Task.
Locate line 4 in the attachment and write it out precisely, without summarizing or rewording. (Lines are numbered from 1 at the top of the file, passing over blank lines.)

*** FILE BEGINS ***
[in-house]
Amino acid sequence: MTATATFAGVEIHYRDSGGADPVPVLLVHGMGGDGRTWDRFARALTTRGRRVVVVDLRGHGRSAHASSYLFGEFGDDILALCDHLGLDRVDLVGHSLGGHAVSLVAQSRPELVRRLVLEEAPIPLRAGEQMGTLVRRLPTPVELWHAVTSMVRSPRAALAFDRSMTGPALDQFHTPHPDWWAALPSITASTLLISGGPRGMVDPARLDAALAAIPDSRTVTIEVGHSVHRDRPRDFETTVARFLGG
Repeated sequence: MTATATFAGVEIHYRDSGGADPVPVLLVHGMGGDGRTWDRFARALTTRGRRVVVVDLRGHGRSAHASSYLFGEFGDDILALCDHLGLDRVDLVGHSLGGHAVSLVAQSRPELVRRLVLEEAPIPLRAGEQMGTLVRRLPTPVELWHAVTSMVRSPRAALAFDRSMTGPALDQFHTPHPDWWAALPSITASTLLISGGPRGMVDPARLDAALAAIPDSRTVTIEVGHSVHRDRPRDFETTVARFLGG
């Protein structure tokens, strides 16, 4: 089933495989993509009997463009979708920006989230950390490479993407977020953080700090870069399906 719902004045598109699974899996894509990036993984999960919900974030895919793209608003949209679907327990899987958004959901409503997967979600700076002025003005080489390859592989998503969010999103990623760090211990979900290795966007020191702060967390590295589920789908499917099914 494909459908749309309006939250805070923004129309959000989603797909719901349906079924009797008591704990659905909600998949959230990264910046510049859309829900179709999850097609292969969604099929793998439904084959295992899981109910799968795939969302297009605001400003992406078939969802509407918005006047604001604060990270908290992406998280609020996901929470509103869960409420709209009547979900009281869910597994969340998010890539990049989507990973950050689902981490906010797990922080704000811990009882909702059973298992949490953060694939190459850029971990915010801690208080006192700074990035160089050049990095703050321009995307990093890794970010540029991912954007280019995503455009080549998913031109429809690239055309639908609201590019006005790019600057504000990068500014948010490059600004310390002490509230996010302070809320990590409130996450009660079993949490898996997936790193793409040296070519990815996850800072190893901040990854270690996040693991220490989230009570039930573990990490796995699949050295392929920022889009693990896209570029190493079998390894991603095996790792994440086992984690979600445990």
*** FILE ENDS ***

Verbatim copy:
């Protein structure tokens, strides 16, 4: 089933495989993509009997463009979708920006989230950390490479993407977020953080700090870069399906 719902004045598109699974899996894509990036993984999960919900974030895919793209608003949209679907327990899987958004959901409503997967979600700076002025003005080489390859592989998503969010999103990623760090211990979900290795966007020191702060967390590295589920789908499917099914 494909459908749309309006939250805070923004129309959000989603797909719901349906079924009797008591704990659905909600998949959230990264910046510049859309829900179709999850097609292969969604099929793998439904084959295992899981109910799968795939969302297009605001400003992406078939969802509407918005006047604001604060990270908290992406998280609020996901929470509103869960409420709209009547979900009281869910597994969340998010890539990049989507990973950050689902981490906010797990922080704000811990009882909702059973298992949490953060694939190459850029971990915010801690208080006192700074990035160089050049990095703050321009995307990093890794970010540029991912954007280019995503455009080549998913031109429809690239055309639908609201590019006005790019600057504000990068500014948010490059600004310390002490509230996010302070809320990590409130996450009660079993949490898996997936790193793409040296070519990815996850800072190893901040990854270690996040693991220490989230009570039930573990990490796995699949050295392929920022889009693990896209570029190493079998390894991603095996790792994440086992984690979600445990």